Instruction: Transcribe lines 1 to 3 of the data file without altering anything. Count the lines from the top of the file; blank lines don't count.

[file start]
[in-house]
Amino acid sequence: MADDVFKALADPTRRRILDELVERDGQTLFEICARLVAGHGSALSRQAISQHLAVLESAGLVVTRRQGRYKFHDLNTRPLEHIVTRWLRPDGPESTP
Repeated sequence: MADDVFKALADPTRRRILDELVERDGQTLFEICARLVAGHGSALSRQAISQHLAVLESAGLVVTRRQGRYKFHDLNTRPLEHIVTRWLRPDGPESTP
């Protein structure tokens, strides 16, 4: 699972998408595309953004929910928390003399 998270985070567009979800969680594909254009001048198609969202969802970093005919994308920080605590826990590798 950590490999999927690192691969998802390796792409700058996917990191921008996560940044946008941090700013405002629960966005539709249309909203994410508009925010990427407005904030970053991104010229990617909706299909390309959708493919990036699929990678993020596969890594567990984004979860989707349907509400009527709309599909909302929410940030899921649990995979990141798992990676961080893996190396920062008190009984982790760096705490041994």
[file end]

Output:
[in-house]
Amino acid sequence: MADDVFKALADPTRRRILDELVERDGQTLFEICARLVAGHGSALSRQAISQHLAVLESAGLVVTRRQGRYKFHDLNTRPLEHIVTRWLRPDGPESTP
Repeated sequence: MADDVFKALADPTRRRILDELVERDGQTLFEICARLVAGHGSALSRQAISQHLAVLESAGLVVTRRQGRYKFHDLNTRPLEHIVTRWLRPDGPESTP